John Yoo

‘Charge the cockpit or you die’: Behind an incendiary case for Trump

John Yoo quoted by The New York Times, Feb. 20, 2017

Mr. Yoo, now a law professor at the University of California at Berkeley, recalled with amusement a dinner last summer with a dozen Claremonters at a Philadelphia restaurant famous for singing waiters …. “Between arias, I had to listen to these very distinguished scholars go on about the great intellectual virtues of Donald Trump,” he said. “It was hard to keep down my wonderful Sicilian meal.”

Trump’s ‘so-called’ judgment

John Yoo co-writes for The Wall Street Journal, Feb. 12, 2017

Questioning judicial decisions, and even the judiciary’s legitimacy, is entirely proper. But a wise president will reserve such attacks for extraordinary matters of state involving the highest constitutional principles. To do otherwise risks dissipating the executive’s energy, weakening the president’s agenda, and wasting his political capital.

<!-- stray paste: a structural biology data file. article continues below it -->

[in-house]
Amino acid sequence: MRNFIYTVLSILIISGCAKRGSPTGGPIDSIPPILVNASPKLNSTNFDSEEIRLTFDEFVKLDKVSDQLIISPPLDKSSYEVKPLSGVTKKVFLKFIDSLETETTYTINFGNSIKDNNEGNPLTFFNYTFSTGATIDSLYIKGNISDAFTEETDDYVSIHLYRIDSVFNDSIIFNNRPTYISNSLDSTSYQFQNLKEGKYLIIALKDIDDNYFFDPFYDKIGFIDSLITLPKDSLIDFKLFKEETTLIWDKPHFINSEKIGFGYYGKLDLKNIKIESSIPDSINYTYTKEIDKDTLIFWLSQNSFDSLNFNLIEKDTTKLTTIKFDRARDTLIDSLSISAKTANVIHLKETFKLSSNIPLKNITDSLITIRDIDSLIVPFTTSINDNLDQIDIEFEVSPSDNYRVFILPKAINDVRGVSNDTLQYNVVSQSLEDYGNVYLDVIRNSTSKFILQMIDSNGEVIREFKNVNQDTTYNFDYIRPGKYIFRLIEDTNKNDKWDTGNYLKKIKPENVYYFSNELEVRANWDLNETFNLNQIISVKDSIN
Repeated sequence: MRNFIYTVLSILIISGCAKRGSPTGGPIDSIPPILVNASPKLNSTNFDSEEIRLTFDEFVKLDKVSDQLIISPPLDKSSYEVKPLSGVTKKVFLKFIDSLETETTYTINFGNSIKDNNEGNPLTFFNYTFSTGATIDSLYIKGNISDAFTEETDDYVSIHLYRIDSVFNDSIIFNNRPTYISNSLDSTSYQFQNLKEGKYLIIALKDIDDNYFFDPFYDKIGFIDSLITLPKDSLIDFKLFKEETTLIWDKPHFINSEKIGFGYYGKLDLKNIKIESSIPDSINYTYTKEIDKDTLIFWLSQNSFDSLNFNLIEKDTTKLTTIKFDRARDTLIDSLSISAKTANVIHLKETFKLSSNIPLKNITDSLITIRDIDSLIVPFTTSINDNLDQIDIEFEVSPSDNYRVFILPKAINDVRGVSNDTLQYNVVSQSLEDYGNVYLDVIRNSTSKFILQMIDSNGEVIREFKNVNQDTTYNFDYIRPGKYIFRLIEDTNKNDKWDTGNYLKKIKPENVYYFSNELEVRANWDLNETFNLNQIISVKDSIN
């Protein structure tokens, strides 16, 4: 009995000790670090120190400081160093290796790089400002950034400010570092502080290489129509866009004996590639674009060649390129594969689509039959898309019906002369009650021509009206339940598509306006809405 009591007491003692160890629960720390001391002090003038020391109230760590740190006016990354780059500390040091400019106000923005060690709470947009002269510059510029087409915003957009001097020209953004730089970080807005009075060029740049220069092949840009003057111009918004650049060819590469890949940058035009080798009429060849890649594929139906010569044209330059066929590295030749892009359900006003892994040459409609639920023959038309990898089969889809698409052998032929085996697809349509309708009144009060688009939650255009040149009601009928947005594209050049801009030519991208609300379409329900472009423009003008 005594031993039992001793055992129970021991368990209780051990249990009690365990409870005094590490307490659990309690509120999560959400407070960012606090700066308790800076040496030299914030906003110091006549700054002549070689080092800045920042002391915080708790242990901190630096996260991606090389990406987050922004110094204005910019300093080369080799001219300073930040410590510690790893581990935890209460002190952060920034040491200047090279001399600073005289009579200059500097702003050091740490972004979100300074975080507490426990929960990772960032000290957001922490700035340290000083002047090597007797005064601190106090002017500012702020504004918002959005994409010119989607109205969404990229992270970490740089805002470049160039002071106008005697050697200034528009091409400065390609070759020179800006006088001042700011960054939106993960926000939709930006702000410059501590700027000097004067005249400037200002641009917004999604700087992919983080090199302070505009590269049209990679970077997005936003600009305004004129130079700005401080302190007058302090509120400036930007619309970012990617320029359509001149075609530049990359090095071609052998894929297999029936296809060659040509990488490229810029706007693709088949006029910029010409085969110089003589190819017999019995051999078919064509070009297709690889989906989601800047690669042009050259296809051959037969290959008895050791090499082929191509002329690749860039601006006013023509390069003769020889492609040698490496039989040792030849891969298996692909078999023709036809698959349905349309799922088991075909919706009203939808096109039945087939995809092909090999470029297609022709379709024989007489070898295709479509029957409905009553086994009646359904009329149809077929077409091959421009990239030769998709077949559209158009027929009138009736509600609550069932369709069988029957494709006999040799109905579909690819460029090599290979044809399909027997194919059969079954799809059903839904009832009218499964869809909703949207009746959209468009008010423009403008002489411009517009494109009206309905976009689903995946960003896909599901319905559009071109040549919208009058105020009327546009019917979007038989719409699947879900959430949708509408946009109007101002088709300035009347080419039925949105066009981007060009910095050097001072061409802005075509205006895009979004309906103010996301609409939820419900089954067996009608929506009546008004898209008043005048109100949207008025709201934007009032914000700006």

Does Trump have the authority to ‘send in the feds’ to Chicago?

John Yoo quoted by Chicago Tribune, Feb. 12, 2017

“Simple murder is not a violation of federal law,” he said. “I don’t think the conditions in Chicago have any relationship to federal law.” The only way Chicago’s situation could possibly fall under the Insurrection Act, Yoo said, is if the murders also violated some aspect of federal law, such as acts committed by drug cartels or terrorists.

The Ninth Circuit Ruling

John Yoo interviewed by WSJ Video: Opinion Journal, Feb. 10, 2017

Essentially, all the Ninth Circuit did was refuse to block a lower trial court judge’s decision that we have to suspend the order so that people aren’t harmed, while the courts take a longer, more normal, deliberate look.”

‘See you in court,’ Trump tweets after 9th Circuit panel unanimously refuses to reinstate his travel ban

John Yoo quoted by Los Angeles Times, Feb. 9, 2017

Yoo said the 9th Circuit ruling was on less solid ground on other issues: whether the states had standing to sue and whether visa holders had a right to a hearing before their visas were canceled. The administration lost because “it rushed out this order in an ill-considered and haphazard way,” the conservative legal scholar said. A “more cautious, more modest” executive order would have survived legal scrutiny, he said.